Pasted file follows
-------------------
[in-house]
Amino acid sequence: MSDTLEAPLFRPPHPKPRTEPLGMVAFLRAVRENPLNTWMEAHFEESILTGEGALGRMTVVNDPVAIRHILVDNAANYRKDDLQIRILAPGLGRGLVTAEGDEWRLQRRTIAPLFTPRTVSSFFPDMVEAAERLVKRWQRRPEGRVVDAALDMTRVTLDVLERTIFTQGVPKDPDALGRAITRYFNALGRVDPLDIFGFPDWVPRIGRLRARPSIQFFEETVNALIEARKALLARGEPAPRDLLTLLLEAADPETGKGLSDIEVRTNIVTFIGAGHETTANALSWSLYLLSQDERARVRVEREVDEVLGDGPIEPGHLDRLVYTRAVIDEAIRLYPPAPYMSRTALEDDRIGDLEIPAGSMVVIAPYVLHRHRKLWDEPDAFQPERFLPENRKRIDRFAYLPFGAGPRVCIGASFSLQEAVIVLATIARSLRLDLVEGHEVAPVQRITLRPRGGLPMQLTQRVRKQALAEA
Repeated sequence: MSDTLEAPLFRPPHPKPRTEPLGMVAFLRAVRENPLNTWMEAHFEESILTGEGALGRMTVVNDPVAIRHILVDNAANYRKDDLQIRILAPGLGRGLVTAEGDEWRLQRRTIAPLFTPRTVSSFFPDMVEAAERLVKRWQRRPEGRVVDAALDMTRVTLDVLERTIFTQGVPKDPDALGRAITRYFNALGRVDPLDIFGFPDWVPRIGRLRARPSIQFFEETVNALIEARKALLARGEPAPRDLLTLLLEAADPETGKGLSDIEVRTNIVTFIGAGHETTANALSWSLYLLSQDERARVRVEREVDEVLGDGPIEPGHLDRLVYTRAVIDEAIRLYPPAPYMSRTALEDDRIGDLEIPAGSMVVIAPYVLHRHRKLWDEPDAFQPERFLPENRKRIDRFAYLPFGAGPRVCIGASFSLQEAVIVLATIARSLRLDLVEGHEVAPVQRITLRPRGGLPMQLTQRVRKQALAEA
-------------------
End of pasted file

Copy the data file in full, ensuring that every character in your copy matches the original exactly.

[in-house]
Amino acid sequence: MSDTLEAPLFRPPHPKPRTEPLGMVAFLRAVRENPLNTWMEAHFEESILTGEGALGRMTVVNDPVAIRHILVDNAANYRKDDLQIRILAPGLGRGLVTAEGDEWRLQRRTIAPLFTPRTVSSFFPDMVEAAERLVKRWQRRPEGRVVDAALDMTRVTLDVLERTIFTQGVPKDPDALGRAITRYFNALGRVDPLDIFGFPDWVPRIGRLRARPSIQFFEETVNALIEARKALLARGEPAPRDLLTLLLEAADPETGKGLSDIEVRTNIVTFIGAGHETTANALSWSLYLLSQDERARVRVEREVDEVLGDGPIEPGHLDRLVYTRAVIDEAIRLYPPAPYMSRTALEDDRIGDLEIPAGSMVVIAPYVLHRHRKLWDEPDAFQPERFLPENRKRIDRFAYLPFGAGPRVCIGASFSLQEAVIVLATIARSLRLDLVEGHEVAPVQRITLRPRGGLPMQLTQRVRKQALAEA
Repeated sequence: MSDTLEAPLFRPPHPKPRTEPLGMVAFLRAVRENPLNTWMEAHFEESILTGEGALGRMTVVNDPVAIRHILVDNAANYRKDDLQIRILAPGLGRGLVTAEGDEWRLQRRTIAPLFTPRTVSSFFPDMVEAAERLVKRWQRRPEGRVVDAALDMTRVTLDVLERTIFTQGVPKDPDALGRAITRYFNALGRVDPLDIFGFPDWVPRIGRLRARPSIQFFEETVNALIEARKALLARGEPAPRDLLTLLLEAADPETGKGLSDIEVRTNIVTFIGAGHETTANALSWSLYLLSQDERARVRVEREVDEVLGDGPIEPGHLDRLVYTRAVIDEAIRLYPPAPYMSRTALEDDRIGDLEIPAGSMVVIAPYVLHRHRKLWDEPDAFQPERFLPENRKRIDRFAYLPFGAGPRVCIGASFSLQEAVIVLATIARSLRLDLVEGHEVAPVQRITLRPRGGLPMQLTQRVRKQALAEA